I’m a native New Yorker, who grew up listening to Moman Kreyol every Sunday morning on WLIB – the AM radio station that was the New York Haitian community’s weekly connection to life in Haiti. Every summer I would make my pilgrimage to Haiti to see my grandmother who was determined that I knew my Haitian roots. I’ve borne witness to the fog of dictatorship and the chaos, excitement and hope during the advent of Democracy. Somewhere along the way the seed was planted that I wanted to do something to help.
My time at the Clinton Foundation began the year of the earthquake, when Haitians – both in Haiti and abroad – were attempting to piece back their lives, mourning the loss of loved ones. The numbers were staggering: over 250,000 people killed or injured. My heart ached as I watched the TV screen displaying the devastation.
In half a decade I’ve been inspired by people coming together to drive progress. As the Clinton Foundation’s work in Haiti shifted from relief to helping Haiti create models of economic growth, we began having conversations with investors about sustainable job creation. These conversations excited me – I wanted to change the aged Haitian mantra “the poorest country in the Western Hemisphere.” I have also noticed a renewed interest by young Haitian Diaspora in their efforts to make a difference in the country. Some were like me and had been visiting since childhood; others hadn’t been back in decades or had never been, but they all wanted to do something to help Haiti in a way that it could sustain itself … and I was one of them. As a result, on each trip to Haiti, I’ve noticed the country slowly resembling itself. The rhythm of the country has slowly found its melody.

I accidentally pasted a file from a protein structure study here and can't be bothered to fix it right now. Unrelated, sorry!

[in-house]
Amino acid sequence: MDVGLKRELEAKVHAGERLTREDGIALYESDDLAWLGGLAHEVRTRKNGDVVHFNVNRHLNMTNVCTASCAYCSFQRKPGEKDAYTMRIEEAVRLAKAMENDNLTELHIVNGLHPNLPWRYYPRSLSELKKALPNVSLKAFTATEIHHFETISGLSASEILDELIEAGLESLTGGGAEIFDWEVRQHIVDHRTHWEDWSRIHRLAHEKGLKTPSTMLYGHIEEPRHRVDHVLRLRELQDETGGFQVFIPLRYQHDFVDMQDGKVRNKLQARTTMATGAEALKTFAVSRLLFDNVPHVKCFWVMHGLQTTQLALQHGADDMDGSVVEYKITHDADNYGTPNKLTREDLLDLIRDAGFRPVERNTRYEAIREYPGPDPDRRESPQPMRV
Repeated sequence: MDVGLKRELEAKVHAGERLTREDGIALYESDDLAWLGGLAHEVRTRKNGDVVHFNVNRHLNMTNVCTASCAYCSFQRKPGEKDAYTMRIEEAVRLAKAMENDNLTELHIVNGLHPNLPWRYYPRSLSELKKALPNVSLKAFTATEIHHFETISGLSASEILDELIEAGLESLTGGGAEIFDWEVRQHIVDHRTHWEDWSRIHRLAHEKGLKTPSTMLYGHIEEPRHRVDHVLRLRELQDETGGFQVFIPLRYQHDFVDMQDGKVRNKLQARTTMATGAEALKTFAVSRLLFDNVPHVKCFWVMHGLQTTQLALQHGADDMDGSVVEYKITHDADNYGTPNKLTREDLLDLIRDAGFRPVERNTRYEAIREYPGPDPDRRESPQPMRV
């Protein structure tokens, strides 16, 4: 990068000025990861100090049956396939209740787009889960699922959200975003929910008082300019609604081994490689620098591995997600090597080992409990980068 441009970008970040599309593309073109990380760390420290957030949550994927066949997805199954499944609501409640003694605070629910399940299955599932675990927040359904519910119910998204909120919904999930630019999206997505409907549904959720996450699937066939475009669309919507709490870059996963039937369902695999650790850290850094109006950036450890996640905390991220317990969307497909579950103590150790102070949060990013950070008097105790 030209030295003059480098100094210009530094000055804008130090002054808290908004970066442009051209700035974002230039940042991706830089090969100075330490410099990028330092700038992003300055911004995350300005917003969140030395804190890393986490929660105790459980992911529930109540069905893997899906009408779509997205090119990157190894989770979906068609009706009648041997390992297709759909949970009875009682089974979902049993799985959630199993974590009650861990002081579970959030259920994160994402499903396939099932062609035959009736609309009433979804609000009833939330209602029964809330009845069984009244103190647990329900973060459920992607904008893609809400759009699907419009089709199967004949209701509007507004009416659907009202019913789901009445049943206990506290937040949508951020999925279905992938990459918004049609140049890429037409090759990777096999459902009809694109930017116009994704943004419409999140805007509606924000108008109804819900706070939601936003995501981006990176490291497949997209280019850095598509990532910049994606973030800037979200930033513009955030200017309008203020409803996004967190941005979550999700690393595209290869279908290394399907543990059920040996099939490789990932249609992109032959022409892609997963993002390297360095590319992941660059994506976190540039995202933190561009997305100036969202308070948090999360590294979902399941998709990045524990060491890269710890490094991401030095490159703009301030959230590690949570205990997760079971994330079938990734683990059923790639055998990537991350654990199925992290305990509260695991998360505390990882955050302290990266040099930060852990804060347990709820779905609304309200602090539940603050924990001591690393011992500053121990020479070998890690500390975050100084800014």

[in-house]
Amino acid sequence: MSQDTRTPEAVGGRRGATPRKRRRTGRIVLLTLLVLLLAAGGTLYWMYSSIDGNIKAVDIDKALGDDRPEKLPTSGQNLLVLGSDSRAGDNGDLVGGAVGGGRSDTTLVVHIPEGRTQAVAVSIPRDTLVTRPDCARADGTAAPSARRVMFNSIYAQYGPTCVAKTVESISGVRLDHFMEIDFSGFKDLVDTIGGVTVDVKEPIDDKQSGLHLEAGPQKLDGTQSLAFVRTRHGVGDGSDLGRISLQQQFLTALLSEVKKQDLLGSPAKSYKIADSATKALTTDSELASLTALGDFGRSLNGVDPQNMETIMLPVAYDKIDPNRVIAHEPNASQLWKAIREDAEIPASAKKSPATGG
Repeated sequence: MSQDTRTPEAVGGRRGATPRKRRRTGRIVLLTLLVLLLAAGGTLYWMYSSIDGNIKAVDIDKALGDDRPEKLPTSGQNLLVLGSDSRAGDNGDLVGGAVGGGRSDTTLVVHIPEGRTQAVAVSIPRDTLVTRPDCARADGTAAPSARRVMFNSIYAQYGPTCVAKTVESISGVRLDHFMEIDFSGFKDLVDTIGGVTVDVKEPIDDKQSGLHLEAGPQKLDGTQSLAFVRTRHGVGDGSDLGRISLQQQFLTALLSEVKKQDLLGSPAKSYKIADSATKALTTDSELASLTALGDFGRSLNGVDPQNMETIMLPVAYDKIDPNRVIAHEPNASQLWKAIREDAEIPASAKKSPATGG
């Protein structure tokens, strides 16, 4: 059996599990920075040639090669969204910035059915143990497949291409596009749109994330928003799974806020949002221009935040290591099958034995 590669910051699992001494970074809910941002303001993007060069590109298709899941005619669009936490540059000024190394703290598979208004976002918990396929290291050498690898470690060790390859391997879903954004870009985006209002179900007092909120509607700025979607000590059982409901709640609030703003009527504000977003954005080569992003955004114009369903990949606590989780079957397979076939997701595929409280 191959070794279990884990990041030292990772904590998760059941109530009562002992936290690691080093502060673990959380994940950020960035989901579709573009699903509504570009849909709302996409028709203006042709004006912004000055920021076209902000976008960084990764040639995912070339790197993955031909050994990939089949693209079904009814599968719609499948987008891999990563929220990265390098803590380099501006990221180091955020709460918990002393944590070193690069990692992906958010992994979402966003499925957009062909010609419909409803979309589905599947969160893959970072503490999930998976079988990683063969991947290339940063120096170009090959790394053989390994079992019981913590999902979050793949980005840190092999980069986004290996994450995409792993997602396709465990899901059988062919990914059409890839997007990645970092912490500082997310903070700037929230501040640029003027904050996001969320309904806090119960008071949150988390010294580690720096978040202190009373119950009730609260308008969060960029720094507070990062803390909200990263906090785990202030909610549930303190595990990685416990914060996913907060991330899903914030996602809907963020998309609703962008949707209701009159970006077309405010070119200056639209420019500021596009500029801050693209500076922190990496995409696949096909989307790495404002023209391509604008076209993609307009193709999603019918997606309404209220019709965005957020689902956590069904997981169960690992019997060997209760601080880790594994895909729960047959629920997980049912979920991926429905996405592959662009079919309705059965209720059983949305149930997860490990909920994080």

Working with various business partners to create sustainable businesses in Haiti has been one of my greatest joys: I’ve seen and shared the beauty, and potential, of the Haitian countryside with the world. Through the Clinton Global Initiative network, I was able to see many projects from members’ Commitments to Action to fulfillment, such as Digicel’s 150th school construction in Saut d’Eau, working with organizations like NRG who have brought solar to hospitals and businesses, West Elm buying products from Haitian artisans and selling these products globally, as well as creating literacy training programs. I specifically remember sitting at the graduation of West Elm’s literacy program and watching a women in her 50s sounding-out and reading her diploma. At that moment, I felt nothing but pride for her achievement. This skill would enable her to earn a better living and create a better life for her family.
My experience working in Haiti has been eye opening: It’s been a humbling experience of how one by one, we can help make a difference through our strengths. I am by no means saying that Haiti’s problems are solved. But I am happy to be a part of a team that has planted some seeds of progress. “Ayiti kenbe fò nou bèl et nou la” is a play on the Haitian saying, “Haiti stay strong - we are ugly and we are here.” I prefer to say: “Haiti stay strong – we are beautiful and we are here.”